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Aon warns of ‘great shift’ on cyber insurability

Insureds have to jump through ever-higher hoops to secure cyber insurance, with coverage not available at all for less-than-excellent risks

The cyber insurance market has experienced a “great shift” where only the best risks are able even to find cyber insurance, as carriers grapple with the soaring cost of ransomware claims, Aon has warned.

Brent Rieth, US practice leader in the broking giant’s errors and omissions/cyber team, said insurers are “paying far closer attention to the controls insureds need to have to be eligible to purchasing this insurance”.

Insureds face having to answer a “wide-ranging list of questions” before coverage is granted. Those that fail to provide convincing answers typically are refused coverage outright, rather than being asked to pay a higher rate, Rieth said during a webinar on the topic.

Criteria for refusal include a lack of multifactor authentication (MFA), endpoint threat detection and response (a cyber security technology that continually monitors an “endpoint” to mitigate malicious cyber threats), or a lack of back-ups.

The new criteria are the market’s response to soaring ransomware costs. By Aon’s calculations, there has been a 323% increase in ransomware claims frequency from the first quarter of 2019 to the fourth quarter of 2021.

“In contrast, there has been a 75% decrease in data breach privacy claims that we are seeing,” the broker said.

The ongoing Russia-Ukraine conflict has also raised fears of a new wave of cyber attacks. In 2017, the Not­Petya ransomware was used by Russia to target Ukraine, which had a massive impact on companies around the world including WPP, pharmaceutical company Merck, Danish shipping firm Maersk and many others.

On March 28, US president, Joe Biden, said US businesses have a “patriotic obligation” to protect themselves from cyber attacks. Businesses must “harden [their] cyber defences immediately”, he said.

A recent study showed cyber attacks and data loss are the top risks facing company directors with cyber extortion and the growth of ransomware attacks a leading concern.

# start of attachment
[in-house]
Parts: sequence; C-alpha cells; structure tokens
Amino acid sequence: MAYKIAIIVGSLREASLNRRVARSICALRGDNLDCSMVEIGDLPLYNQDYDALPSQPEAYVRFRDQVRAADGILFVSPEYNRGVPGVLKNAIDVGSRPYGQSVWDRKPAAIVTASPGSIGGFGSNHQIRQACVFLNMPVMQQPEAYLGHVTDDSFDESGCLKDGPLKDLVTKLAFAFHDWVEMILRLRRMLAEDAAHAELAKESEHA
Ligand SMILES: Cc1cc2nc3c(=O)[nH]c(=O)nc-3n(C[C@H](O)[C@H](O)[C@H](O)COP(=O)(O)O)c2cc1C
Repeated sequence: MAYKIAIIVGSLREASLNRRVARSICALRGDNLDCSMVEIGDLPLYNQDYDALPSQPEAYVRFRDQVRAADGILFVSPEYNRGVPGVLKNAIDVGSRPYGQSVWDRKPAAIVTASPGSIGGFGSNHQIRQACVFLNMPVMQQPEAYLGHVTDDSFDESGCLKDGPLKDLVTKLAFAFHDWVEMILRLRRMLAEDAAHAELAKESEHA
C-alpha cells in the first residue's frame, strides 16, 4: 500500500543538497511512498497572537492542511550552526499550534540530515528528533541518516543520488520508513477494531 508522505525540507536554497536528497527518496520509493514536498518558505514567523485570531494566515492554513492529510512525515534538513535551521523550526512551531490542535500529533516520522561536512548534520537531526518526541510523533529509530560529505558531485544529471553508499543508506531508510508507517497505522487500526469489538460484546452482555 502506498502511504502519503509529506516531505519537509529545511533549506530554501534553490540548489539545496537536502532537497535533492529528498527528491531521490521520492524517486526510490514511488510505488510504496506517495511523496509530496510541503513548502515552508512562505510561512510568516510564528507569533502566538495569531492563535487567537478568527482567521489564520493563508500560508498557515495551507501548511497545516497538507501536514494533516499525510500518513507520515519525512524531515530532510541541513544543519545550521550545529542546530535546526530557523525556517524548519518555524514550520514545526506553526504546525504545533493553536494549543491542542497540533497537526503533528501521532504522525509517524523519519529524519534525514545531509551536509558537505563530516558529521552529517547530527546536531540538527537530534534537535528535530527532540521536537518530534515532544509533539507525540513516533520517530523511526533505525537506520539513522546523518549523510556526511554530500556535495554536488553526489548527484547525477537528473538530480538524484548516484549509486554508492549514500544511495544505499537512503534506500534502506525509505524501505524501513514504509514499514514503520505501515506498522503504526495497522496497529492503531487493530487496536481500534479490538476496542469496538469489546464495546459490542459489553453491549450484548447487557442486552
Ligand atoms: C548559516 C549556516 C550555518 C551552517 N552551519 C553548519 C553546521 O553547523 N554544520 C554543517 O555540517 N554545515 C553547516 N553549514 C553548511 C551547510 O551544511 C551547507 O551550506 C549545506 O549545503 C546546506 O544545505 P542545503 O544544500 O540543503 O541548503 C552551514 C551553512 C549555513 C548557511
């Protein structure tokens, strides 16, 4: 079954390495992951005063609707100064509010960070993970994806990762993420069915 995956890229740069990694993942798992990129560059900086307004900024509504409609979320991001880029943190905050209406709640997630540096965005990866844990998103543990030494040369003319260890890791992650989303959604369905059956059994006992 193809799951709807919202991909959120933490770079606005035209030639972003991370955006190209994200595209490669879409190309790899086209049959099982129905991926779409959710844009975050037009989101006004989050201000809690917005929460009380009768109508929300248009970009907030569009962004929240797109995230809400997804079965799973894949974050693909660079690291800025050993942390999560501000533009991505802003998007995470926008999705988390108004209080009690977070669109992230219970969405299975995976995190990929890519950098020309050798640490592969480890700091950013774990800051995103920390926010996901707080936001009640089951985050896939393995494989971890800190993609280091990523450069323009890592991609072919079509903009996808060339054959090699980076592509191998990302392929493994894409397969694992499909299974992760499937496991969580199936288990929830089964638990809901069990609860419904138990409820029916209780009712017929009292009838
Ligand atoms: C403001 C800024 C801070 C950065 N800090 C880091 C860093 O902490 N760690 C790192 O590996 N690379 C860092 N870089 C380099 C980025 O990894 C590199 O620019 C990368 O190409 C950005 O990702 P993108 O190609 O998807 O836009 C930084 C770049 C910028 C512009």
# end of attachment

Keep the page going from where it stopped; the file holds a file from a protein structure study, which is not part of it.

Some two-thirds of respondents to the survey of company directors around the world said cyber attack is very significant or extremely significant risk. A similar proportion said the same of data loss.

Around six out of 10 feared cyber extortion and around half were concerned about regulatory risk, the survey by WTW and Clyde & Co found.

In response to this more recent conflict, Aon has seen carriers bring in updated war and terrorism exclusions, sanctions exclusions and geographically specific exclusions.

“I believe the bar has been massively raised for insurability,” Alistair Clarke, Aon’s UK cyber broking leader, said. “No client should automatically assume themselves to be insurable in this market, as perhaps was the case in the past.

“We need to show continued iterative improvements on every renewal to ensure we can have continuity of coverage,” Clarke added.

Aon’s larger clients have benefited from having a greater range of responses available to them compared with smaller insureds.

“While our big clients have seen big price increases in most situations, I think they generally have more levers to pull than our smaller and mid-market clients,” David Molony, head of cyber solutions for Aon’s Europe, the Middle East and Africa business, said. “Whether that is higher retention, captive involvement or in certain circumstances just buying less limit.

“The mid-market doesn’t necessarily have that level of option and doesn’t have the ability to drastically reduce the limits in this market. So I think it is enormously challenging,” he added.

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